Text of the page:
A failing I often have to highlight in student public policy papers is a confusion of ends and means. Often they mistake an admirable object of a policy, say, “increase arts education in public schools” for something someone could actually do to make it happen, and I have to ask that the next draft distinguish among funding after-school art classes, shifting some number of class hours away from math or English to art, hiring artists as provisional teachers, getting the English teachers to teach art, and so on. Actually accomplishing something frequently has this awkward need to fix on a series of actual steps a real entity can take within the law, and within constraints of stuff like gravity, conservation of matter, the second law of thermodynamics, and like that.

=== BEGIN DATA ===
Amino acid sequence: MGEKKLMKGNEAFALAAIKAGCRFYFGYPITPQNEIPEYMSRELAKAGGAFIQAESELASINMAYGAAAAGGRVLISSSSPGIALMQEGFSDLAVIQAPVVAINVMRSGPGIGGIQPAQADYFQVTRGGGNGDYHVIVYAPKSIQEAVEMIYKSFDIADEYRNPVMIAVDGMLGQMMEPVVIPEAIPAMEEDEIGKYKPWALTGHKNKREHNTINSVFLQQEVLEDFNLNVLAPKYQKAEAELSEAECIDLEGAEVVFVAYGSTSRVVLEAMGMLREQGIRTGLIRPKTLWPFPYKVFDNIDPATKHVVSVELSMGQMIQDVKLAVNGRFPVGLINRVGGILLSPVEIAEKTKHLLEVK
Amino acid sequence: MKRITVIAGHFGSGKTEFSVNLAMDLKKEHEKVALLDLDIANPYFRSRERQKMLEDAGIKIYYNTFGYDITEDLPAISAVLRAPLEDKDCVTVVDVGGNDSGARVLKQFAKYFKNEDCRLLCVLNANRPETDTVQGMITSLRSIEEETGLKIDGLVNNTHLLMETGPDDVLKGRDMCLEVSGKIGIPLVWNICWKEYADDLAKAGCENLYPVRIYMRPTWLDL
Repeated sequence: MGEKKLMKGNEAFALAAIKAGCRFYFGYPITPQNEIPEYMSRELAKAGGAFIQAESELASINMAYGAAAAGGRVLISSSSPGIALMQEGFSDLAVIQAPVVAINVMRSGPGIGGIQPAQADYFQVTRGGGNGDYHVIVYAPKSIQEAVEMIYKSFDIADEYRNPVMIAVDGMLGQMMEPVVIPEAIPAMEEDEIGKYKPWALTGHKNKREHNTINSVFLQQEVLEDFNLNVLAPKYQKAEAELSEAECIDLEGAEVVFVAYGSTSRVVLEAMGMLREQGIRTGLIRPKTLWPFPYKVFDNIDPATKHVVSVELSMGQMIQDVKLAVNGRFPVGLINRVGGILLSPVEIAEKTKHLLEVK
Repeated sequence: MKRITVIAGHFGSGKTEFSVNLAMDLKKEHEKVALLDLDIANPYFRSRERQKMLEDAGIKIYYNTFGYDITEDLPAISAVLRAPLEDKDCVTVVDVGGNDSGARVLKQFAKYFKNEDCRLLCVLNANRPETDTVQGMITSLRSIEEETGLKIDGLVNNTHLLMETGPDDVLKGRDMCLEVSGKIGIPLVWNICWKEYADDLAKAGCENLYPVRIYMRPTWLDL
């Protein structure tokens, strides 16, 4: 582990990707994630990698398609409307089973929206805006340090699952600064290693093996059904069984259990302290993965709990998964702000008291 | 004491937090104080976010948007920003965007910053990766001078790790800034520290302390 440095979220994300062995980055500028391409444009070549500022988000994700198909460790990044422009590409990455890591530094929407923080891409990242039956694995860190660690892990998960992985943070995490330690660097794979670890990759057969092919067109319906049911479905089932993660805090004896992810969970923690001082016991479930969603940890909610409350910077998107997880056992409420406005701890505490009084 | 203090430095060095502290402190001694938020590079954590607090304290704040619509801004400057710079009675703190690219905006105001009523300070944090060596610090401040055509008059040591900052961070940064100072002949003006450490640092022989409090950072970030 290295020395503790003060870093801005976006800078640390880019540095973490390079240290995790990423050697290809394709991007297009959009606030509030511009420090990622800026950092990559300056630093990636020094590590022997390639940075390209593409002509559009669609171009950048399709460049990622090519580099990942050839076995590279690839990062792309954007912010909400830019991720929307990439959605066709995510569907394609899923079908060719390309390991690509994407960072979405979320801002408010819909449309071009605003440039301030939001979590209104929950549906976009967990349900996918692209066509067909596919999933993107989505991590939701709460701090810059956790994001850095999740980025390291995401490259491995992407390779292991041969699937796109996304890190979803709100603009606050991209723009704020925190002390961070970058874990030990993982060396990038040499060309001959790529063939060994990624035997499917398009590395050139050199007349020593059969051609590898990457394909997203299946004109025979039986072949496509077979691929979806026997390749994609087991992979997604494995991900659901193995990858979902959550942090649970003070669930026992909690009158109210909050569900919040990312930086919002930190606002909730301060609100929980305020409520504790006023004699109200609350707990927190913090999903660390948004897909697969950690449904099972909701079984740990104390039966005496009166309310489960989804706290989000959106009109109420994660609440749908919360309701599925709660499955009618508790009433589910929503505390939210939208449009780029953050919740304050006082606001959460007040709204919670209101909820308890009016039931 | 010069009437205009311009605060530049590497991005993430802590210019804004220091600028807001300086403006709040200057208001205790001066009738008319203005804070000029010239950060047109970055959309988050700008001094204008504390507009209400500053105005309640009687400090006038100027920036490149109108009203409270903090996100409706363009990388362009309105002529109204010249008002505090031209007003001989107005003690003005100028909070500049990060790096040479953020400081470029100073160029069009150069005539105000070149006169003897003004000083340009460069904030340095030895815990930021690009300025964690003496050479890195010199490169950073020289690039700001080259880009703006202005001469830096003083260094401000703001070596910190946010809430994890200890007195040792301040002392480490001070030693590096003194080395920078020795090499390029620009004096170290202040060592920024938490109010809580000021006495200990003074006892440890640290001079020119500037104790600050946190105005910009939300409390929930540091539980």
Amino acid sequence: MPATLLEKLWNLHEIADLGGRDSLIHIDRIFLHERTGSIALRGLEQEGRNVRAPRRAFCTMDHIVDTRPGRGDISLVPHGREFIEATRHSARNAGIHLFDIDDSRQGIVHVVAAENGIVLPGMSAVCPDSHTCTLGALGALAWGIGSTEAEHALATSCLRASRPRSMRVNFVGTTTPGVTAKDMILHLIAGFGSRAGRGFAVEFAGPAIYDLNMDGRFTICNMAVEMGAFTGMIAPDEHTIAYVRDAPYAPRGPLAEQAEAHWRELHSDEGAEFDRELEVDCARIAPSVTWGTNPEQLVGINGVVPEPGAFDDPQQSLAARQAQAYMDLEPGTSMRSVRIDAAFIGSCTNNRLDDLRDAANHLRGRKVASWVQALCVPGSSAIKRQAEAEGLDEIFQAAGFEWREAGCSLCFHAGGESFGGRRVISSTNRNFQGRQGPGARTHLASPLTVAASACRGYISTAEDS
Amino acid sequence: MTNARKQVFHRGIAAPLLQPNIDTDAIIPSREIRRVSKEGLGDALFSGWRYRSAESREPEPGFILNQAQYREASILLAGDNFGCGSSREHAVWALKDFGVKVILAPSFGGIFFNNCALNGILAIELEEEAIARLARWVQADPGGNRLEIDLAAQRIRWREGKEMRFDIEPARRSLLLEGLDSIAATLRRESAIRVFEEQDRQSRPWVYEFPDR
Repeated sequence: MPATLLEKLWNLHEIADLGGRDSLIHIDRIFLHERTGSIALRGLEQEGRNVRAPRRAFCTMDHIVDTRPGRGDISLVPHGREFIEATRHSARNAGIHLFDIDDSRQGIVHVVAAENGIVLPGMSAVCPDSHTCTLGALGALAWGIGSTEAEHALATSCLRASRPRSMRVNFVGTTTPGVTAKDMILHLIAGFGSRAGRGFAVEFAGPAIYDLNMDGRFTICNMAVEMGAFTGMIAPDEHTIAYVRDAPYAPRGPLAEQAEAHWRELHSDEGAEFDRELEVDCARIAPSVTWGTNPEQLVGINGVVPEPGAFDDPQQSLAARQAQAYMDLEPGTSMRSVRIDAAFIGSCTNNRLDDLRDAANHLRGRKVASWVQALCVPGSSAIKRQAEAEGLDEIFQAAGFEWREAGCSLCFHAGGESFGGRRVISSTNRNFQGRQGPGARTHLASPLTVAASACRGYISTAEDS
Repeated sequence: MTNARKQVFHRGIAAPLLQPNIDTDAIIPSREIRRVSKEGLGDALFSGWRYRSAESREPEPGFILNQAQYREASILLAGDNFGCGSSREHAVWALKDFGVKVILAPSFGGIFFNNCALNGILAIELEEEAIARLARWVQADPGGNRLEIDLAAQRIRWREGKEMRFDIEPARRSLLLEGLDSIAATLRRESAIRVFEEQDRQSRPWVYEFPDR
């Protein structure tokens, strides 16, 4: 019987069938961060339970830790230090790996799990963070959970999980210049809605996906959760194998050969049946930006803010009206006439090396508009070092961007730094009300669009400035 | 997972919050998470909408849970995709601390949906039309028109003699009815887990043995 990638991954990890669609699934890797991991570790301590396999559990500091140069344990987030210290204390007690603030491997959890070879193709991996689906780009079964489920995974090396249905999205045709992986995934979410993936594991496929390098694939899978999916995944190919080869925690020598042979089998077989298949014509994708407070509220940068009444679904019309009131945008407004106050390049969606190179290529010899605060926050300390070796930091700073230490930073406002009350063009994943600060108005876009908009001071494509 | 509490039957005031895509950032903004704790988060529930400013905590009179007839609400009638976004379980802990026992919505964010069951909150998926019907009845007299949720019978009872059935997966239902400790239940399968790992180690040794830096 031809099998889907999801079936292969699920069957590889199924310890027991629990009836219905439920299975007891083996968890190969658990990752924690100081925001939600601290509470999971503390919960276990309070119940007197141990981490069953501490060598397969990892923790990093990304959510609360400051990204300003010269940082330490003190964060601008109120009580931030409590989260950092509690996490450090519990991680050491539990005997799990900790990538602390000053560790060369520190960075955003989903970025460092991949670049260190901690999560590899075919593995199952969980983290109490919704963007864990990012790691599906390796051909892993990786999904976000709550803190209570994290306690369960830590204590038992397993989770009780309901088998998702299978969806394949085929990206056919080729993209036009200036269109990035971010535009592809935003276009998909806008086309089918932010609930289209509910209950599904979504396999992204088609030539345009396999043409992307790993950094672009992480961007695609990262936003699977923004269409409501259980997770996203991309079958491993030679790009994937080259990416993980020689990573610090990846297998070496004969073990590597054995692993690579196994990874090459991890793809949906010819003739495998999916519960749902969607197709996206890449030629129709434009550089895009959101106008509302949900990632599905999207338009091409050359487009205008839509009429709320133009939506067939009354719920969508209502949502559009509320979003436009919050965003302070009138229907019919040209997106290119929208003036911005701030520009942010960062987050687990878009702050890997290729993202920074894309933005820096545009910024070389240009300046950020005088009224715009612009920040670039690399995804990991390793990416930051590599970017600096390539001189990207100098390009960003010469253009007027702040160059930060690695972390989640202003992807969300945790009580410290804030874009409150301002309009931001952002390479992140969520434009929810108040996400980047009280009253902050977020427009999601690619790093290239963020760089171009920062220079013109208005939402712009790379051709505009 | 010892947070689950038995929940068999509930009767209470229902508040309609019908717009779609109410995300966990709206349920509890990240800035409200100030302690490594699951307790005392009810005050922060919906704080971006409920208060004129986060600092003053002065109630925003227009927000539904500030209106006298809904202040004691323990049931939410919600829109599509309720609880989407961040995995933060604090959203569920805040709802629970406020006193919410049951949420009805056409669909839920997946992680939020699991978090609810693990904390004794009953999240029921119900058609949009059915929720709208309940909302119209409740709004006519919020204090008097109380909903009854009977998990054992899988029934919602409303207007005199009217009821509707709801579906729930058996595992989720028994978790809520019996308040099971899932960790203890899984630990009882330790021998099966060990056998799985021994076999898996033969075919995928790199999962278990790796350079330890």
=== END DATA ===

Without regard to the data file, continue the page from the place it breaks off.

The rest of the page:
It has been so widely noted as to need no links that Donald Trump’s promises are process-free in the dreamy way of these student papers, couched in the skilled shtick of a practiced grifter: ‘I’m going to make you rich, and we’re going to do it by cheating that nasty fellow behind the tree’. What is the historically grounded, basis of such nonsense? I have found it in the reign of a real emperor, what the Donald aspires to become, and it goes like this: